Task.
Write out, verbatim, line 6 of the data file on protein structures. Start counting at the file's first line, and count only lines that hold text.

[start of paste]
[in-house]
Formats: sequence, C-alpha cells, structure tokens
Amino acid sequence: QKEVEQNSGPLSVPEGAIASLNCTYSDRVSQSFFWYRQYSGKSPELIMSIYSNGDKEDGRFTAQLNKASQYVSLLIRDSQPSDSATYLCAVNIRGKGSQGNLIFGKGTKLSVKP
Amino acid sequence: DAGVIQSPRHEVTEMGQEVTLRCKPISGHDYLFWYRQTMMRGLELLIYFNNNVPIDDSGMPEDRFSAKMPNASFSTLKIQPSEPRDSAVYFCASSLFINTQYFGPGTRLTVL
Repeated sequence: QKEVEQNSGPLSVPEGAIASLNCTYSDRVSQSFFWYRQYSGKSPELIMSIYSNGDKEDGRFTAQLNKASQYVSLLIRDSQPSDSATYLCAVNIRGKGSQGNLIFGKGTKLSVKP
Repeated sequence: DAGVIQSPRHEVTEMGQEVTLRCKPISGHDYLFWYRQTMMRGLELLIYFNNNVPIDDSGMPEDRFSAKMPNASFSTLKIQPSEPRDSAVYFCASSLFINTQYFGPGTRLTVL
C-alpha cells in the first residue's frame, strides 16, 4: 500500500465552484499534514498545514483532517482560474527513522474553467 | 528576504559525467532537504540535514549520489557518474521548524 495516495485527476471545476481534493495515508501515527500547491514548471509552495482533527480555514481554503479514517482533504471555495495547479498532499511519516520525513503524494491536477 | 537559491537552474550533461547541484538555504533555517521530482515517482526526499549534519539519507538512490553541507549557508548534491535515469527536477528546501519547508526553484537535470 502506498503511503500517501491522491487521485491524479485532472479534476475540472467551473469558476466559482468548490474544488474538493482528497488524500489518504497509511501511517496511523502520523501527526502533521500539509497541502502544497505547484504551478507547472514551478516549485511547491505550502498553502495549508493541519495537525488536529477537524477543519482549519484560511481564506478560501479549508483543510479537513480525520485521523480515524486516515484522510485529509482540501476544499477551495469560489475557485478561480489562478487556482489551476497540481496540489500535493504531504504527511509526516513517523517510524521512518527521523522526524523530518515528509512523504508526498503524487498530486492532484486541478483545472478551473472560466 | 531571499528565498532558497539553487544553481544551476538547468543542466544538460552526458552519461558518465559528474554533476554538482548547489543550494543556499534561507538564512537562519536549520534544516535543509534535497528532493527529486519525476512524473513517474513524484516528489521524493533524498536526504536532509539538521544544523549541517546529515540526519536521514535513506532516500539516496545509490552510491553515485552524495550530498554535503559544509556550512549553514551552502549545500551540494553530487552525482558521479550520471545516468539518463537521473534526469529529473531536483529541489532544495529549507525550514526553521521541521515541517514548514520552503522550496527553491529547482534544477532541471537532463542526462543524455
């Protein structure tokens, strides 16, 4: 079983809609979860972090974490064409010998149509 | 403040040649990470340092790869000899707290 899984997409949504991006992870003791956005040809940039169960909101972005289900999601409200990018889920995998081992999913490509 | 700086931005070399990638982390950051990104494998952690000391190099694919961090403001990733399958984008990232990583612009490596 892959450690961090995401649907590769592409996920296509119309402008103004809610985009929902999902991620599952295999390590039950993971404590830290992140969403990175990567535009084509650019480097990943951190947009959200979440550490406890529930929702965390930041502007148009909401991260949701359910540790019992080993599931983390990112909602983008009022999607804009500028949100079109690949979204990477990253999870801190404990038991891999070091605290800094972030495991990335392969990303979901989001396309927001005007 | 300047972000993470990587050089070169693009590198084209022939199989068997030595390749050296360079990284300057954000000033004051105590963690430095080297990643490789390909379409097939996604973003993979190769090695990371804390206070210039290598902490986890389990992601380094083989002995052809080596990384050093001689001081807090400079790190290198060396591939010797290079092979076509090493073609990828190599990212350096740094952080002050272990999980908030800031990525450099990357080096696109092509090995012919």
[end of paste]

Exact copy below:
Repeated sequence: DAGVIQSPRHEVTEMGQEVTLRCKPISGHDYLFWYRQTMMRGLELLIYFNNNVPIDDSGMPEDRFSAKMPNASFSTLKIQPSEPRDSAVYFCASSLFINTQYFGPGTRLTVL